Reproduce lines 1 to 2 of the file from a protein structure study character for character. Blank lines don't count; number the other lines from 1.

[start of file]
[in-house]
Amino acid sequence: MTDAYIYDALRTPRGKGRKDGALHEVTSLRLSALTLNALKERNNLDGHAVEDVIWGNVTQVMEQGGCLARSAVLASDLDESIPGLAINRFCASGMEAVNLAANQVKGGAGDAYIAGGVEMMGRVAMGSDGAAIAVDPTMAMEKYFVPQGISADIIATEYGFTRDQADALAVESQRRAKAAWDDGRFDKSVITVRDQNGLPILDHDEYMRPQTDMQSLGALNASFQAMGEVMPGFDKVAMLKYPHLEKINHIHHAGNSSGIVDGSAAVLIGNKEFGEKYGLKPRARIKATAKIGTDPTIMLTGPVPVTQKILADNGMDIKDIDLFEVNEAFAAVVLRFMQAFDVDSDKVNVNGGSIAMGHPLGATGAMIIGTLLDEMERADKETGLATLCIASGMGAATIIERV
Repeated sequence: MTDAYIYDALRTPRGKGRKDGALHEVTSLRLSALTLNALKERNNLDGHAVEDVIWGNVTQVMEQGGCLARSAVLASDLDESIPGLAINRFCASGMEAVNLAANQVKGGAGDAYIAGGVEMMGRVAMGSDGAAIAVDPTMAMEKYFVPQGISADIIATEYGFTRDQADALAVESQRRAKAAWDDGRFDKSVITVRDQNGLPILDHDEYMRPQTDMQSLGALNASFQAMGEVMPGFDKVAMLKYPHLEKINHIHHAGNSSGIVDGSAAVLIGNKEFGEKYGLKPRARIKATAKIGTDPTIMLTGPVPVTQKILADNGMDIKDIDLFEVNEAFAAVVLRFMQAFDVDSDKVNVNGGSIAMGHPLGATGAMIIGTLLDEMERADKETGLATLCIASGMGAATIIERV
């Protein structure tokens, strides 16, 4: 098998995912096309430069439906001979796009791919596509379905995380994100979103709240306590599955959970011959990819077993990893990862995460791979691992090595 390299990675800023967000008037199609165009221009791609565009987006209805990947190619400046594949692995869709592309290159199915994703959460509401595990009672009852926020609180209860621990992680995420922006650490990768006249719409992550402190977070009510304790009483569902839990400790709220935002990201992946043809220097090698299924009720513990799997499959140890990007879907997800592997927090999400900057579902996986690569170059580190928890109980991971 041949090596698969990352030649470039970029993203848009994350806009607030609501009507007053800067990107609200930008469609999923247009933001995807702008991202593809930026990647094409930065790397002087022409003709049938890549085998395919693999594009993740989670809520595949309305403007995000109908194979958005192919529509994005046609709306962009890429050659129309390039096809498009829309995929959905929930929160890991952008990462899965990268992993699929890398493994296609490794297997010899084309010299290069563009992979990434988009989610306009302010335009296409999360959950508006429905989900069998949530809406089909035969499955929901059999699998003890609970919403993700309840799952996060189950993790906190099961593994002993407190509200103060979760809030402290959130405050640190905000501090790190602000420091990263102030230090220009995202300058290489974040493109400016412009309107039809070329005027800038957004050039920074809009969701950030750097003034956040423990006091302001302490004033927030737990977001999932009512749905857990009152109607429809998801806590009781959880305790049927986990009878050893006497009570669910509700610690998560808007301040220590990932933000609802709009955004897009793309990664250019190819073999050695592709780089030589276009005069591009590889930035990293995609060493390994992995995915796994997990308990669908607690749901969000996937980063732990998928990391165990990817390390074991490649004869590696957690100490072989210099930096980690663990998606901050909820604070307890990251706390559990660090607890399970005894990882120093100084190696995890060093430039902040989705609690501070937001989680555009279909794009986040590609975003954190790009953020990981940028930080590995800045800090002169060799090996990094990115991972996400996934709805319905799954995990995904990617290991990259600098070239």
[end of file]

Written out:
[in-house]
Amino acid sequence: MTDAYIYDALRTPRGKGRKDGALHEVTSLRLSALTLNALKERNNLDGHAVEDVIWGNVTQVMEQGGCLARSAVLASDLDESIPGLAINRFCASGMEAVNLAANQVKGGAGDAYIAGGVEMMGRVAMGSDGAAIAVDPTMAMEKYFVPQGISADIIATEYGFTRDQADALAVESQRRAKAAWDDGRFDKSVITVRDQNGLPILDHDEYMRPQTDMQSLGALNASFQAMGEVMPGFDKVAMLKYPHLEKINHIHHAGNSSGIVDGSAAVLIGNKEFGEKYGLKPRARIKATAKIGTDPTIMLTGPVPVTQKILADNGMDIKDIDLFEVNEAFAAVVLRFMQAFDVDSDKVNVNGGSIAMGHPLGATGAMIIGTLLDEMERADKETGLATLCIASGMGAATIIERV